AAPT New Faculty Conference
by Ken Krane
The American Association of Physics Teachers will hold a conference aimed
at helping new physics faculty from the research universities become more
aware of new developments in pedagogy and curriculum, so that they will
improve the level of undergraduate instruction. This conference, to be
held at the University of Maryland (College Park) from October 31 - November
3, 1996, is supported by a grant from the National Science Foundation.
The workshop is limited to 50 participants.
Faculty in the first few years of a tenure-track appointment are under
great pressure to establish a research program, which is often the primary
criterion for promotion and tenure. The development of expertise in undergraduate
teaching is generally regarded as of secondary importance, although it
is receiving increasing emphasis in promotion and tenure decisions at many
institutions. The Conference will highlight techniques for improving teaching
and will provide materials and guidance for individual improvement. Enhancing
networking of new faculty to share ideas is also a goal of the Conference.
Participants will include physics faculty from research universities
in their first few years of an initial tenure-track appointment, including
more senior faculty who have recently entered academia after careers in
industry or government laboratories. Department chairs will be invited
to nominate their faculty to attend. The NSF grant will provide funds for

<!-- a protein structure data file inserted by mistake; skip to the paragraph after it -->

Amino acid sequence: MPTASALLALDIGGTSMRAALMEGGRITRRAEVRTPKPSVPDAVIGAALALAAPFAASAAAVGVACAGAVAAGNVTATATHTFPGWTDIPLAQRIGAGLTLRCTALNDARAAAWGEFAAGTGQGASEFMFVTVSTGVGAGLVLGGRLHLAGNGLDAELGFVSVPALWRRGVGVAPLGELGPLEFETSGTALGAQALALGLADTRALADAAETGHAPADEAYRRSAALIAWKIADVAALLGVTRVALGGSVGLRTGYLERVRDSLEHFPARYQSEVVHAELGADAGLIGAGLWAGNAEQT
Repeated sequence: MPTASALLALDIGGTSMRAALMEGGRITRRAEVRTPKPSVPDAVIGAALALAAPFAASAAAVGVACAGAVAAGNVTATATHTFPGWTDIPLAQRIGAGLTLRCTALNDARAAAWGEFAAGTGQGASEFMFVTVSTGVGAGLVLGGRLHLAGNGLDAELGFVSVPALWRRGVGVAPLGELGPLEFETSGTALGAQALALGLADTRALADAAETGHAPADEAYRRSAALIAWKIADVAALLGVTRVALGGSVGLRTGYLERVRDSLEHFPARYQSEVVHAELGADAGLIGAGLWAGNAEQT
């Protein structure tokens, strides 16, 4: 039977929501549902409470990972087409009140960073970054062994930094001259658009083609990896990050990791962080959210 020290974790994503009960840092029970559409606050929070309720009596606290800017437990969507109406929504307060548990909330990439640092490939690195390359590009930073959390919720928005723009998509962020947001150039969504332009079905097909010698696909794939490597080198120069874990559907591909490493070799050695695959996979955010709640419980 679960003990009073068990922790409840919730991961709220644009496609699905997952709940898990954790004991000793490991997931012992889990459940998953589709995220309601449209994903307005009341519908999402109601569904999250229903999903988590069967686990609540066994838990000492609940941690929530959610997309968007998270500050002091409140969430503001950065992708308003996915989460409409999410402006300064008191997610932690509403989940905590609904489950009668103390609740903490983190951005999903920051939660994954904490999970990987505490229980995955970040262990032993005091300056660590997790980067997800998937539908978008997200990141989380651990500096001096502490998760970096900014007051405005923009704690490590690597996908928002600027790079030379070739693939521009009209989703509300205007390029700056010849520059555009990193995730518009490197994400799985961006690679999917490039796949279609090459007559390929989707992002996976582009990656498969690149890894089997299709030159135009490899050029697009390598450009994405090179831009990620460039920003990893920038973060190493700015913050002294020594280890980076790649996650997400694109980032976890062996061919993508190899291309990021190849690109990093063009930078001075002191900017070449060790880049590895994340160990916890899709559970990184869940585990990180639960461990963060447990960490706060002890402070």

all local expenses for the participants; the individual institutions are
expected to provide only the support for the participant to travel to the
Conference. Funding is also provided for the participants to attend the
summer AAPT meeting, where they will hold a special session for new faculty
to inform one another of their activities, to discuss common issues and
concerns, and to share their experiences with others who were not able
to attend the Conference.
The conference will be organized around a series of participatory workshops,
with resource leaders selected from among the leading innovators in undergraduate
physics education in the U.S. The resource leaders will provide participants
with a detailed bibliography and background materials. Topics to be discussed
include active learning and interactive lectures, using technology in teaching,
how your research can inform your teaching, minority and gender issues,
using technology, addressing conceptual misunderstandings, and mentoring
A special feature of the Conference will be a NSF visitation day on Thursday,
October 31. Participants will be able to meet with NSF program officers
in their specialty areas to discuss research funding.
For further information, contact Ken Krane, Department of Physics, Oregon
State University, (541)737-4569, firstname.lastname@example.org.